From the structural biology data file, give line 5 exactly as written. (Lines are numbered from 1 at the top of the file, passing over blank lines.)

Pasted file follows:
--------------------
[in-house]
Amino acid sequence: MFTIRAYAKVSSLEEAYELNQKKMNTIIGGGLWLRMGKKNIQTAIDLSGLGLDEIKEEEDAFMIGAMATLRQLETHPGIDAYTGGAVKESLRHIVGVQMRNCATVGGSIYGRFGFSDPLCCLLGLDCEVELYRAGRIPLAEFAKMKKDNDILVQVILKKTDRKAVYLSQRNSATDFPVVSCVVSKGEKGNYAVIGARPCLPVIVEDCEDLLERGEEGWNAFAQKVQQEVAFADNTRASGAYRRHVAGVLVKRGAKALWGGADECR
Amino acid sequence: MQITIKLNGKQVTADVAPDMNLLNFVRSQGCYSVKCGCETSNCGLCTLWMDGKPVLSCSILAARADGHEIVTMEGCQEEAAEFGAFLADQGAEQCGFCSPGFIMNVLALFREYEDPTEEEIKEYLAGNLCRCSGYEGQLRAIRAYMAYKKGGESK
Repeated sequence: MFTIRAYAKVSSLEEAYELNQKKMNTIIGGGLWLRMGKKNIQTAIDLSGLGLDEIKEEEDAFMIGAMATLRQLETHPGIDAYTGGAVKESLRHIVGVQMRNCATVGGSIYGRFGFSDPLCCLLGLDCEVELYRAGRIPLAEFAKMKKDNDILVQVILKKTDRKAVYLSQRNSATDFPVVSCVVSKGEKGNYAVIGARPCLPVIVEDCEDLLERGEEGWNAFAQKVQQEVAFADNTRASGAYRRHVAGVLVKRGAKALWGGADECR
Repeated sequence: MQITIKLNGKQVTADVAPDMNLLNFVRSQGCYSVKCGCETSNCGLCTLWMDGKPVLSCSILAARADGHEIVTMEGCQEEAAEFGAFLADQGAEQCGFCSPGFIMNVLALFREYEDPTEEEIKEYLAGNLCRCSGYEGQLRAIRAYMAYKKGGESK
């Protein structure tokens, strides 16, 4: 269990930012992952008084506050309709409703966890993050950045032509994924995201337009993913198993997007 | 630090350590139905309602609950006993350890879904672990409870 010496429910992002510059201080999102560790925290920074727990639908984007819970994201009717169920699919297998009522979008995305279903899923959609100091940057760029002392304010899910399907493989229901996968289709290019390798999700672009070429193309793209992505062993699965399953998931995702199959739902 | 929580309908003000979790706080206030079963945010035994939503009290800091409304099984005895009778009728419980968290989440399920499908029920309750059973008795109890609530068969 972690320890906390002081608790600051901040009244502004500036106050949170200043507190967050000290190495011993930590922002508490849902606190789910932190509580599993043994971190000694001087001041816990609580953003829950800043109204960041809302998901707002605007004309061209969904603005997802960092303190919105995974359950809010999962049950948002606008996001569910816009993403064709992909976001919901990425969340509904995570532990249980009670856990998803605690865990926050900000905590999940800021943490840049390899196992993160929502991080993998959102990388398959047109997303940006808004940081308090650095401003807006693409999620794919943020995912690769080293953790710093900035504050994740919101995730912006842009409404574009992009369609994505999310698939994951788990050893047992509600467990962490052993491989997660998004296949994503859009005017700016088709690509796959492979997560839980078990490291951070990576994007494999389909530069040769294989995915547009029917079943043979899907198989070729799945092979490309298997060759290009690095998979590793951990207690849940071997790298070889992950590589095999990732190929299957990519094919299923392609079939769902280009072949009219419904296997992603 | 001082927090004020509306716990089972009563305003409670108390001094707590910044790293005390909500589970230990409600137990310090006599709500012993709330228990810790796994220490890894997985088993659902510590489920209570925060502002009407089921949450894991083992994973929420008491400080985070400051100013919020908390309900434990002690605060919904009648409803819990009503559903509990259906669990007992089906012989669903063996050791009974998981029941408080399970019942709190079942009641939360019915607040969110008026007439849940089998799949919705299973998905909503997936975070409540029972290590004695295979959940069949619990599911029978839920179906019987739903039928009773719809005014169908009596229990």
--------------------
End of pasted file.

Repeated sequence: MQITIKLNGKQVTADVAPDMNLLNFVRSQGCYSVKCGCETSNCGLCTLWMDGKPVLSCSILAARADGHEIVTMEGCQEEAAEFGAFLADQGAEQCGFCSPGFIMNVLALFREYEDPTEEEIKEYLAGNLCRCSGYEGQLRAIRAYMAYKKGGESK